I was so focused on the catheter itself, I assumed the skin around it would just close like an ear piercing. On my initial review post-surgery, I was told the wound was still healing but looked fine. But six months on and the site was red, discharging, and if prodded, bled. Most of the time it was covered in a dressing to avoid staining all my underwear.

The issue is ‘granulating’, where my body keeps trying to heal and grow new flesh over the cut. A malfunctioning immune system is the basis of MS, so it shouldn’t have been a surprise. A new steroid cream has finally helped (hence the photo), but I’m being re-referred to a urology clinic to look into it fully.

Catheters and the extra burden of managing MS

As anyone with MS knows, chronic conditions take management, and a catheter is a big addition to your health admin.

It took a few months post-surgery to have the prescription process established. Every month you have to call a supplier to order bags and valves, which they request from your GP, who responds with the prescription, which is then delivered to you. If that all works smoothly then great, but let’s be real. One of the things I resent most about having MS is the burden of managing the condition. As if having it isn’t enough, I could fill my life opening letters from the NHS and social services, chasing medical suppliers and coordinating accessible transport.

On top of the catheter prescriptions, the catheter tube itself needs changing every 12 weeks. My first catheter change in hospital was harrowing. The nurse pushed my new catheter too far into my belly, down and out through my urethra. That hurts, and then required a course of my old friend, UTI antibiotic nitrofurantoin. It’s been changed successfully by a district nurse since, but it’s still a fairly unpleasant process, and the discomfort of the new balloon in my urethra lasts around a day.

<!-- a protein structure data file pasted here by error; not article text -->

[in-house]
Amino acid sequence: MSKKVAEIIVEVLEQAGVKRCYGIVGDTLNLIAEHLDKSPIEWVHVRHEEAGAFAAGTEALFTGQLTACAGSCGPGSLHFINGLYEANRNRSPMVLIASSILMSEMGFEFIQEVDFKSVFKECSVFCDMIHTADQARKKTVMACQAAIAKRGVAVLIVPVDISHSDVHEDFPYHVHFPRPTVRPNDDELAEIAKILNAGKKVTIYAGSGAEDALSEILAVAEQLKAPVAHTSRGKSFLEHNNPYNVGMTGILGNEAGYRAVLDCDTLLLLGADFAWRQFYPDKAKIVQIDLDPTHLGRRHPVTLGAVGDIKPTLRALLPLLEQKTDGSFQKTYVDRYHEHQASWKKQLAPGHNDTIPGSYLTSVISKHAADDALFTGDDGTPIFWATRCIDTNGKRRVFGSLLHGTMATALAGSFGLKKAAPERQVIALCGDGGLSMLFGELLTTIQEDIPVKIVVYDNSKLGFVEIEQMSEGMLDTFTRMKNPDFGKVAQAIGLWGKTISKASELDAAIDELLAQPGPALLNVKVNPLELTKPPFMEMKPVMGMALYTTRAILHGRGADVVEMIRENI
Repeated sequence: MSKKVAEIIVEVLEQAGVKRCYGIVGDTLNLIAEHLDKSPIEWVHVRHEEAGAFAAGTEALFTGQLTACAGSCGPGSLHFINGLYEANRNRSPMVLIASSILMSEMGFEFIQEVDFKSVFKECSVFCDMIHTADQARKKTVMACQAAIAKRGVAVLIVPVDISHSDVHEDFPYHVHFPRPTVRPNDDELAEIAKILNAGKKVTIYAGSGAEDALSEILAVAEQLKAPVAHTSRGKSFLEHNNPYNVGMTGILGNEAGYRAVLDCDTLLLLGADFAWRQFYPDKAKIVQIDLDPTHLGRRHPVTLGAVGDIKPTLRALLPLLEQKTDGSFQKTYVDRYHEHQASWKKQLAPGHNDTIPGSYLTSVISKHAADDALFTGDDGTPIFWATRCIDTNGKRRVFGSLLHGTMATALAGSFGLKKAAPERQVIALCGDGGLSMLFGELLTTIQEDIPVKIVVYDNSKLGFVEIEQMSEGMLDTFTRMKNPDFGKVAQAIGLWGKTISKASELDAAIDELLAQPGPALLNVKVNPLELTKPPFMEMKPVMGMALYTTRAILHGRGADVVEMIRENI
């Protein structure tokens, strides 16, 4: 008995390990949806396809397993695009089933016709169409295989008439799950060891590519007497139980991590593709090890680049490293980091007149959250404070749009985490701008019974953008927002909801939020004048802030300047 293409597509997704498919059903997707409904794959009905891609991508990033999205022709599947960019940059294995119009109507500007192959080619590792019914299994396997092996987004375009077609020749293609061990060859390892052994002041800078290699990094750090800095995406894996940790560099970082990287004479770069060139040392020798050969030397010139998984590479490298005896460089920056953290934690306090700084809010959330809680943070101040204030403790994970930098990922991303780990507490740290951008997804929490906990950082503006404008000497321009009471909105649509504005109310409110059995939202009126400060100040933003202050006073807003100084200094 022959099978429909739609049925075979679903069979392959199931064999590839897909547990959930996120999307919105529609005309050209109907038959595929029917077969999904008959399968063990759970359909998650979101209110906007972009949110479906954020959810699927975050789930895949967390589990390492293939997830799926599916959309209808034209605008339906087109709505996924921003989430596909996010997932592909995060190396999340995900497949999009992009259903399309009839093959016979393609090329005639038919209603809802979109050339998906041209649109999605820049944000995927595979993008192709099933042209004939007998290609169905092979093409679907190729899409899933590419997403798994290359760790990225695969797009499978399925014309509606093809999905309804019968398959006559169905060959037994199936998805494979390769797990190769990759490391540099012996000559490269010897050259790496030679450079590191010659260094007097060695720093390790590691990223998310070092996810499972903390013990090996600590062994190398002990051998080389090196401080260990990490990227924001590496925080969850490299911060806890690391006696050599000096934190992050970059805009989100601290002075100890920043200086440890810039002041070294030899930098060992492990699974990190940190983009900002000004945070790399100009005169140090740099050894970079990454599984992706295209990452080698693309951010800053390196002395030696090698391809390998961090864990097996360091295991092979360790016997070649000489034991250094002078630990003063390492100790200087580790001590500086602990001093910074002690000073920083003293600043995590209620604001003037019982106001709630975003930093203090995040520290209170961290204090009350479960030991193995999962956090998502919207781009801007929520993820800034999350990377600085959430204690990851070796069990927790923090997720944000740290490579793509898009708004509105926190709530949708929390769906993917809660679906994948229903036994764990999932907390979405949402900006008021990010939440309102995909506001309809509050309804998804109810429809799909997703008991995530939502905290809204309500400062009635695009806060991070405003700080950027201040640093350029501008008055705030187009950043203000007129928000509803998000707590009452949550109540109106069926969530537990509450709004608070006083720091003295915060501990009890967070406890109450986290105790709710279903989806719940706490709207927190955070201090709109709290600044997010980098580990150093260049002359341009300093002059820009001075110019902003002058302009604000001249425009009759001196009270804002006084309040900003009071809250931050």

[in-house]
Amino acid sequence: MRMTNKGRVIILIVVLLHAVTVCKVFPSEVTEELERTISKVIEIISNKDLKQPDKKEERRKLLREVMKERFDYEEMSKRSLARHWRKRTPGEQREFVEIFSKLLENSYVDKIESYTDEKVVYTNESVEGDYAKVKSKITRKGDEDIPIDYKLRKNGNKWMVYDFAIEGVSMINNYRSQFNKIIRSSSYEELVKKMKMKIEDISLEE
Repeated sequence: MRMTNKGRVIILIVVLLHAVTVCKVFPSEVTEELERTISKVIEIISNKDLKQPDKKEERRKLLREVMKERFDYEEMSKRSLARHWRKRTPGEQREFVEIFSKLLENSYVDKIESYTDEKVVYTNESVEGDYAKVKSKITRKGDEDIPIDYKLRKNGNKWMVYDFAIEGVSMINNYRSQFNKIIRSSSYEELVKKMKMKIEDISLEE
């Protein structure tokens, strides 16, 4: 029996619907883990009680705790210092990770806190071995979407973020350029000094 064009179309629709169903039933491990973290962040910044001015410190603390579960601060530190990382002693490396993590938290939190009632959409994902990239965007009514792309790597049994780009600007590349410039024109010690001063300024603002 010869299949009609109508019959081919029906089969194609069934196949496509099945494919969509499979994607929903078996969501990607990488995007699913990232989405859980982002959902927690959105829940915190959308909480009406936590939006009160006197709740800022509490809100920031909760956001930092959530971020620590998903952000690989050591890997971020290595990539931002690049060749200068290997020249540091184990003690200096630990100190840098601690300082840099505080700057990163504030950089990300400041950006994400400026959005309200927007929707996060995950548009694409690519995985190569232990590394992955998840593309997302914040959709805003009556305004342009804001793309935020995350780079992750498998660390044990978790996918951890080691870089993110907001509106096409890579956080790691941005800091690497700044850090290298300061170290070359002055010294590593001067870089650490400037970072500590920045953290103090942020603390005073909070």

Close up of a suprapubic catheter

Everyday life with MS and a permanent catheter

You can either connect the catheter to a bag or a flip-flow valve. I choose to have a valve during the day, which I drain into the toilet, and a bag overnight, so my bladder is empty while I sleep. For me it’s to hold on to a sense of normality of ‘needing a wee’, plus the vanity of not wanting a bag attached to me.

The sensation of emptying my bladder through the catheter isn’t as satisfying as going for a pee, and it takes a minute for your nerves to feedback which is strange. I do love the freedom away from being reliant on disabled toilets and a physical helper, and to know that I can drink tea when I’m tired without stressing about how I’m going to get on the toilet after. And it’s a good feeling to empty my bladder and know it’s actually empty.

Your definition of ‘choice’ changes

The main thing has to be that since having the catheter I have had just one, straightforward, UTI. Despite not always monitoring how many litres of water I’ve drunk, not taking prophylactic antibiotics, and having sex.

Once you have a catheter, a urine dip test will always show positive, and so UTI diagnosis is based on symptoms.  For a veteran like me, cloudy urine, headaches, and feeling as strong as a tissue are sufficient signs. Five days of antibiotics and it was better. Ultimately, that was the reason for the catheter, I couldn’t go on living with the constant infections and their terrible effect on my MS. Even when I sit on the toilet and wee, there is always a lot more which drains out of my catheter after, so I know that I would still be having infections without it.

So no, I don’t want a catheter, just like I don’t want a wheelchair, or to have MS at all. But, as we know, your definition of ‘choice’ changes. My bladder had taken over my life before, and I wouldn’t want to return to that.

Edith's blogs at Think in Decimals. You can follow her on Twitter @thinkindecimals